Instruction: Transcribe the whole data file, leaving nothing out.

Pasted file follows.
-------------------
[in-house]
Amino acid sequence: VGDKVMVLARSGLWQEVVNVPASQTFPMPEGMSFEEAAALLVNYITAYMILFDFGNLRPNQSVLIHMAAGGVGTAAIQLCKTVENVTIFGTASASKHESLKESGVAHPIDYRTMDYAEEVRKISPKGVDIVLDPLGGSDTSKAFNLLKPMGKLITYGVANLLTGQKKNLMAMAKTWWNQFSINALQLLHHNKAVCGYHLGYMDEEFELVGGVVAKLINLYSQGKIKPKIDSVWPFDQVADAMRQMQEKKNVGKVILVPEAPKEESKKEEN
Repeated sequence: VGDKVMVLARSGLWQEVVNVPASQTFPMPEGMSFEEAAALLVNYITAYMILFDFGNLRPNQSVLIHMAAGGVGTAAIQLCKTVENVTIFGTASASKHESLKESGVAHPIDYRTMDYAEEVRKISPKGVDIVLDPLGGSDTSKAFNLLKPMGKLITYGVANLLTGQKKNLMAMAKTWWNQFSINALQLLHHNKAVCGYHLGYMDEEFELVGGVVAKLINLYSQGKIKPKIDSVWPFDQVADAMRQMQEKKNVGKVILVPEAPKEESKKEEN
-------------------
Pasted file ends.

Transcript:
[in-house]
Amino acid sequence: VGDKVMVLARSGLWQEVVNVPASQTFPMPEGMSFEEAAALLVNYITAYMILFDFGNLRPNQSVLIHMAAGGVGTAAIQLCKTVENVTIFGTASASKHESLKESGVAHPIDYRTMDYAEEVRKISPKGVDIVLDPLGGSDTSKAFNLLKPMGKLITYGVANLLTGQKKNLMAMAKTWWNQFSINALQLLHHNKAVCGYHLGYMDEEFELVGGVVAKLINLYSQGKIKPKIDSVWPFDQVADAMRQMQEKKNVGKVILVPEAPKEESKKEEN
Repeated sequence: VGDKVMVLARSGLWQEVVNVPASQTFPMPEGMSFEEAAALLVNYITAYMILFDFGNLRPNQSVLIHMAAGGVGTAAIQLCKTVENVTIFGTASASKHESLKESGVAHPIDYRTMDYAEEVRKISPKGVDIVLDPLGGSDTSKAFNLLKPMGKLITYGVANLLTGQKKNLMAMAKTWWNQFSINALQLLHHNKAVCGYHLGYMDEEFELVGGVVAKLINLYSQGKIKPKIDSVWPFDQVADAMRQMQEKKNVGKVILVPEAPKEESKKEEN